Israeli biopharmaceutical firm RedHill Biopharma Ltd. said Monday it has received US Food & Drug Administration approval to market its pill for the treatment of a bacterial infection that can cause ulcers and gastric cancer.
The firm, whose shares are traded on Nasdaq and the Tel Aviv Stock Exchange, said in a filing that it plans to launch the drug Talicia (also known as RHB-105) for the treatment of Helicobacter pylori (H. pylori) in adults in the US in the first quarter of 2020.
RedHill shares surged 30 percent at 1: 43 p.m. in Tel Aviv after the news.
The drug will target the estimated more than two million patients in the US who are treated for H. pylori infection annually, the statement said.
H. pylori affects approximately 35% of the US adult population; it is classified as a Group I carcinogen and is the strongest risk factor for the development of peptic ulcer disease, gastritis and non-cardia gastric cancer, the statement said.
“Treatment of H. pylori infection has become increasingly difficult due to growing bacterial resistance and the lack of advances in treatment options over the past decade,” said Dr. Colin Howden, Hyman professor of Medicine and chief of the Division of Gastroenterology, University of Tennessee Health Science Cente,r in the statement.
“Talicia offers a new effective treatment option to overcome bacterial resistance and provide optimal efficacy and I believe it could become a recommended first-line standard-of-care treatment for H. pylori infection.”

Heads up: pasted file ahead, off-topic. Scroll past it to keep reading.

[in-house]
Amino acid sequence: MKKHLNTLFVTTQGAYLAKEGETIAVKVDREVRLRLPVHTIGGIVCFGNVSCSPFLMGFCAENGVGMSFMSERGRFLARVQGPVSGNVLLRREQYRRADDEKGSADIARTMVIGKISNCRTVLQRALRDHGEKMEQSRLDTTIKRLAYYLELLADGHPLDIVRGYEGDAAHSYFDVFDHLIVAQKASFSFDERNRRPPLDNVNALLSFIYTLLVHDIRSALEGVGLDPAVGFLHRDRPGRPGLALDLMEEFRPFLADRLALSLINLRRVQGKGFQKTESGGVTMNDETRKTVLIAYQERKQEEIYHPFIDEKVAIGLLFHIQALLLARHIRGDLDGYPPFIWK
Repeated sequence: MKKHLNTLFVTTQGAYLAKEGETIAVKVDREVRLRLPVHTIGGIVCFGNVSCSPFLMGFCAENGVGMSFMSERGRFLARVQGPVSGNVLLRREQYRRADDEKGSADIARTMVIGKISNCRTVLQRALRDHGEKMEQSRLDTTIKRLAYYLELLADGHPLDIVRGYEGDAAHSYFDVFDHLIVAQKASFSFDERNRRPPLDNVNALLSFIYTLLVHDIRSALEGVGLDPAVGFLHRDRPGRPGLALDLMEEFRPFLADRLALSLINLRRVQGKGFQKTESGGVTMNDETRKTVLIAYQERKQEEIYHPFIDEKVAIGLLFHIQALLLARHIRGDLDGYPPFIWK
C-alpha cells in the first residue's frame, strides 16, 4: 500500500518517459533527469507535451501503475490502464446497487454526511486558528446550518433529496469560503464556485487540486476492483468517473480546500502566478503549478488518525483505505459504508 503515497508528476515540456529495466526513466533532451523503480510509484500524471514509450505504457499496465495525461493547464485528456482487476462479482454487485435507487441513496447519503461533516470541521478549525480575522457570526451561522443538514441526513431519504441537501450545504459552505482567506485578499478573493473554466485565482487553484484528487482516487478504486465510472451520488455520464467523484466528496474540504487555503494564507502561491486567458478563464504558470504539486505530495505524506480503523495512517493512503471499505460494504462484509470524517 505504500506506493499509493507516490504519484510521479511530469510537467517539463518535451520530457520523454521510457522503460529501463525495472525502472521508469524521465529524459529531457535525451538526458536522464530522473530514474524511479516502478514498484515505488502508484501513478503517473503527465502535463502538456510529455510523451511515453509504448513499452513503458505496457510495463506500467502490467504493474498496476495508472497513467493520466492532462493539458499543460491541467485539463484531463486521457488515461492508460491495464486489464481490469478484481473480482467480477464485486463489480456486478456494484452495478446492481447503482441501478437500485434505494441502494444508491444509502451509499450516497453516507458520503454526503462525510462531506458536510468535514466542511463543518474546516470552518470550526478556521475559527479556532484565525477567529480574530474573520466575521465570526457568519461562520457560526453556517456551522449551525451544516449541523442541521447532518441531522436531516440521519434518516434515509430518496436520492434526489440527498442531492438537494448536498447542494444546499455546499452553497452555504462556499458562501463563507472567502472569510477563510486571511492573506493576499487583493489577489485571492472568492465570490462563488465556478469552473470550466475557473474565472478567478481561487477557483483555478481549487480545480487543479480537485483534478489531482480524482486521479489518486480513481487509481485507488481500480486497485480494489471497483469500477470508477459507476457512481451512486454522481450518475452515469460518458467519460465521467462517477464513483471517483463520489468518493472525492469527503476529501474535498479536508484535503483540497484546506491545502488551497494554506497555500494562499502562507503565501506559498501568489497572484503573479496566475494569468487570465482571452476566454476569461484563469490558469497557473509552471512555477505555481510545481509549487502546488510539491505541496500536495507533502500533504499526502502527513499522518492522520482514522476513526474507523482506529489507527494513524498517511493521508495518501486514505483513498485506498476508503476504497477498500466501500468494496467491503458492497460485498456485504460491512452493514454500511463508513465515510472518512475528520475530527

The fixed-dose oral capsule for the treatment of H. pylori infection is eligible for eight years of US market exclusivity, in addition to patent protection until at least 2034, according to a statement. The drug is a combination of two antibiotics, rifabutin and amoxicillin, and a proton pump inhibitor (PPI) called omeprazole.
Redhill’s two Phase 3 studies in the US, along with two additional pharmacokinetic studies, have shown the efficacy of Talicia in eradicating the H. pylori infection, with results of 84% and 89.4% compared with 70% for historical standard-of-care antibiotics used to treat the condition.
Talicia also addresses the increasing resistance of the H. pylori bacteria to the antibiotics commonly used in current standard-of-care therapies, triggering the necessity to develop new treatments.
Current standard-of-care antibiotic therapies fail in approximately 30-40% of patients who remain H. pylori positive, due to increasing resistance of the bacteria to the antibiotics commonly used to combat it.
“We thank the patients, researchers and clinical staff who participated in the studies of Talicia and the RedHill team and vendors for this important milestone achieved by their commitment and hard work,” said Dror Ben-Asher, chief executive officer of RedHill, in the statement.
The firm is now working to expand its sales force to 140 workers to promote Talicia and the other products of the firm, he said.
RedHill was founded by Dror Ben-Asher and Ori Shilo, two kibbutz dwellers turned investment bankers and entrepreneurs.
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